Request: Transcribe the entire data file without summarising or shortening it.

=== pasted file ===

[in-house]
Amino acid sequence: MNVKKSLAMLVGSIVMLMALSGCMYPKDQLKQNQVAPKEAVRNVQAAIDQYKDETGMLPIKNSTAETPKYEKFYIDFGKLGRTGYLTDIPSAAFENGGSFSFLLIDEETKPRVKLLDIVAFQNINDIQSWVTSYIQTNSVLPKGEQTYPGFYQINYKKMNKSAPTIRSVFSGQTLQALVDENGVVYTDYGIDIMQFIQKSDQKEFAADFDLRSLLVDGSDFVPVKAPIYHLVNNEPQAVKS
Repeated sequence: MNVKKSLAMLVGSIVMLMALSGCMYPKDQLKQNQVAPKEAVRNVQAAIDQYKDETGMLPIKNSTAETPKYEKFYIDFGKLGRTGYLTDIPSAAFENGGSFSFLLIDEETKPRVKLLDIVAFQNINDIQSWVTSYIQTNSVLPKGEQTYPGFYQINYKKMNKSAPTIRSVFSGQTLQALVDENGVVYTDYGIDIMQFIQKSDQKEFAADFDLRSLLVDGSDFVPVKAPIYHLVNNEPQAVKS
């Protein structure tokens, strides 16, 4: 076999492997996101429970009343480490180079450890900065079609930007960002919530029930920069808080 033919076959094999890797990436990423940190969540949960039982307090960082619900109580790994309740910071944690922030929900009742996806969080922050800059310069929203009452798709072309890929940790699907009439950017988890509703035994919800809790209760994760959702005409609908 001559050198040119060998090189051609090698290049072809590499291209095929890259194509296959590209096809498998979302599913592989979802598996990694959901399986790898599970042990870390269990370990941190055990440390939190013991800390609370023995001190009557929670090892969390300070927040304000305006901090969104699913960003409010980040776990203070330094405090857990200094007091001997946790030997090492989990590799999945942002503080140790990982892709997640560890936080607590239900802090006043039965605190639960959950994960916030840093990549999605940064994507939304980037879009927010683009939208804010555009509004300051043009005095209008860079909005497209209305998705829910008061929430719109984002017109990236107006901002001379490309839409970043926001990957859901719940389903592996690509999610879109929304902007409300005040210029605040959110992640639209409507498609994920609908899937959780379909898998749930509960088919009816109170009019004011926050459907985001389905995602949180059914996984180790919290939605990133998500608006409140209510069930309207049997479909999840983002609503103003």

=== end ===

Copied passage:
[in-house]
Amino acid sequence: MNVKKSLAMLVGSIVMLMALSGCMYPKDQLKQNQVAPKEAVRNVQAAIDQYKDETGMLPIKNSTAETPKYEKFYIDFGKLGRTGYLTDIPSAAFENGGSFSFLLIDEETKPRVKLLDIVAFQNINDIQSWVTSYIQTNSVLPKGEQTYPGFYQINYKKMNKSAPTIRSVFSGQTLQALVDENGVVYTDYGIDIMQFIQKSDQKEFAADFDLRSLLVDGSDFVPVKAPIYHLVNNEPQAVKS
Repeated sequence: MNVKKSLAMLVGSIVMLMALSGCMYPKDQLKQNQVAPKEAVRNVQAAIDQYKDETGMLPIKNSTAETPKYEKFYIDFGKLGRTGYLTDIPSAAFENGGSFSFLLIDEETKPRVKLLDIVAFQNINDIQSWVTSYIQTNSVLPKGEQTYPGFYQINYKKMNKSAPTIRSVFSGQTLQALVDENGVVYTDYGIDIMQFIQKSDQKEFAADFDLRSLLVDGSDFVPVKAPIYHLVNNEPQAVKS
């Protein structure tokens, strides 16, 4: 076999492997996101429970009343480490180079450890900065079609930007960002919530029930920069808080 033919076959094999890797990436990423940190969540949960039982307090960082619900109580790994309740910071944690922030929900009742996806969080922050800059310069929203009452798709072309890929940790699907009439950017988890509703035994919800809790209760994760959702005409609908 001559050198040119060998090189051609090698290049072809590499291209095929890259194509296959590209096809498998979302599913592989979802598996990694959901399986790898599970042990870390269990370990941190055990440390939190013991800390609370023995001190009557929670090892969390300070927040304000305006901090969104699913960003409010980040776990203070330094405090857990200094007091001997946790030997090492989990590799999945942002503080140790990982892709997640560890936080607590239900802090006043039965605190639960959950994960916030840093990549999605940064994507939304980037879009927010683009939208804010555009509004300051043009005095209008860079909005497209209305998705829910008061929430719109984002017109990236107006901002001379490309839409970043926001990957859901719940389903592996690509999610879109929304902007409300005040210029605040959110992640639209409507498609994920609908899937959780379909898998749930509960088919009816109170009019004011926050459907985001389905995602949180059914996984180790919290939605990133998500608006409140209510069930309207049997479909999840983002609503103003």